Distributed Network of 3000 Ocean Robots Argo Notches Millionth Data Point

If there’s one thing we know about Earth’s oceans, it’s that we don’t know terribly much. But robot explorers are helping ocean scientists bridge the gap between known and unknown with more data. Argo, the most comprehensive data gathering system in the world, just recorded its millionth data point—doubling the total data gathered by ship in the 20th century in just thirteen years.

What makes Argo special, besides the sheer volume of data it’s recorded, is the breadth of its coverage. The system is comprised of a network of 3,000 robotic “floats” strung out across the “ice-free” global ocean. And whereas other standard measurement devices are ship-based—and their readings tend to cluster around shipping lanes and vary by season—Argo’s robots are evenly spaced to a coverage density of about 3° by 3° and offer year-round data.

How do they work? The floats’ fully autonomous onboard computers manage a repeating process of measurements—a two-stage descent to the target depth (up to 2,000 meters) followed by a six hour ascent to record up to 1,000 data points on temperature and salinity. The float then surfaces for six to twelve hours and relays its data to one of two land-based data centers via satellite.

Initially launched in 1999, Argo reached its 3,000 float goal in 2007. While the US has contributed 50% of the fleet, 22 other countries have provided funding for at least one float. Each float costs $30,000—including build cost, data gathering, and project running expenses—and lasts about  four years. To maintain those 3,000 floats, Argo requires 800 new units to come online each year at a total annual maintainence cost of about $24 million.

Is the cost worthwhile? Sure it is. $24 million is small potatoes for any government let alone a consortium of governments. The data harvested is public, timely, and the seed of a great deal of research. According to Argo, “Over 100 research papers per year are now being published using Argo data covering a broad range of topics including water mass properties and formation, air-sea interaction, ocean circulation, mesoscale eddies, ocean dynamics, seasonal-to-decadal variability, and global change analysis.”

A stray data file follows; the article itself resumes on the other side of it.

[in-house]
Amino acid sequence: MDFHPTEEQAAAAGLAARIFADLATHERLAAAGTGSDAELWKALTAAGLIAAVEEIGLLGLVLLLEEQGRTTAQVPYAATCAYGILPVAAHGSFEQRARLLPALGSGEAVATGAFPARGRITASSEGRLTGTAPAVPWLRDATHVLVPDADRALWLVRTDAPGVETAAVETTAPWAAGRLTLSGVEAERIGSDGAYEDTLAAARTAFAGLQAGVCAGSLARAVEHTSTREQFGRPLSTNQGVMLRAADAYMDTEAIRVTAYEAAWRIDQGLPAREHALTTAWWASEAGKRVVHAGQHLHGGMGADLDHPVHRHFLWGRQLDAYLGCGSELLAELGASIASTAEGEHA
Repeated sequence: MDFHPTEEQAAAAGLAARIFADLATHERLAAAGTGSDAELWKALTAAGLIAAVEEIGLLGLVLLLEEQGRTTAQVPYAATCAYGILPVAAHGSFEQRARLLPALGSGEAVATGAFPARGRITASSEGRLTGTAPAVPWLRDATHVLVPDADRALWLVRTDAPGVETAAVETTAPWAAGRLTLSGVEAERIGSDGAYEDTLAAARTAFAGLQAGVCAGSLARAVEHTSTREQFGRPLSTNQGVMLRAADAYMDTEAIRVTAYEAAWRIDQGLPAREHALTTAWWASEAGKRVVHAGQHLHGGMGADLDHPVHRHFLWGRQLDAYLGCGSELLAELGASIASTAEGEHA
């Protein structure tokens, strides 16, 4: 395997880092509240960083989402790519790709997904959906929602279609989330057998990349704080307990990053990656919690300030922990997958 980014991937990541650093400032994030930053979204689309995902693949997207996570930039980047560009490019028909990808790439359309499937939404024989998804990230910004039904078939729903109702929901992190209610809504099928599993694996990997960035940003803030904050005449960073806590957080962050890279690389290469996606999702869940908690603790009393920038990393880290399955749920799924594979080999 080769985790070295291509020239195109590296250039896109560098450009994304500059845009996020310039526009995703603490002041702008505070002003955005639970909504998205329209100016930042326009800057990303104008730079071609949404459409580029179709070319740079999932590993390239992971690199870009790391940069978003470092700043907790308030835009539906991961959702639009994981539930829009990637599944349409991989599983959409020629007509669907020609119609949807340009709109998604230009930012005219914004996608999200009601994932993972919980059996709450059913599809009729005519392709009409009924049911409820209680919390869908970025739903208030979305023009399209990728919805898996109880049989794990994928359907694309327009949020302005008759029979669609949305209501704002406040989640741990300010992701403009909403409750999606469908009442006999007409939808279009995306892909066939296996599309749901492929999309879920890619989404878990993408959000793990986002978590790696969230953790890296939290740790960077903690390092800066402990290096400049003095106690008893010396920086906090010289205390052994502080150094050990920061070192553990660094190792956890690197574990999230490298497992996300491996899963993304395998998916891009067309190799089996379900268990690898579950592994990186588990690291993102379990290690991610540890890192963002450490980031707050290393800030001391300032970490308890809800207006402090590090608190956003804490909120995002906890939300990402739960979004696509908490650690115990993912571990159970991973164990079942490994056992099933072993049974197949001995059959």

What Argo is already doing for the ocean’s subsurface, firms like Liquid Robotics want to do for the ocean’s surface. Liquid Robotics wants to create what they call the “smart ocean.” To accomplish this the firm developed the Wave Glider—a robotic surfboard that runs a suite of sensors on solar power and harvests wave energy to move. Wave Glider clients can choose from 65 sensors to gather data on water and air temperature, barometric pressure, wave amplitude and frequency—and more.

Robots are fast bringing down the costs and raising the quality of comprehensive ocean monitoring. Thanks to firms like Liquid Robotics and international collaborations like Argo, the ocean is smart and getting smarter. The following video outlines the Argo project and shows a robotic float being launched:

Image Credit: Argo

Jason Dorrier
Jason Dorrier
Jason is editorial director of Singularity Hub. He researched and wrote about finance and economics before moving on to science and technology. He's curious about pretty much everything, but especially loves learning about and sharing big ideas and advances in artificial intelligence, computing, robotics, biotech, neuroscience, and space.
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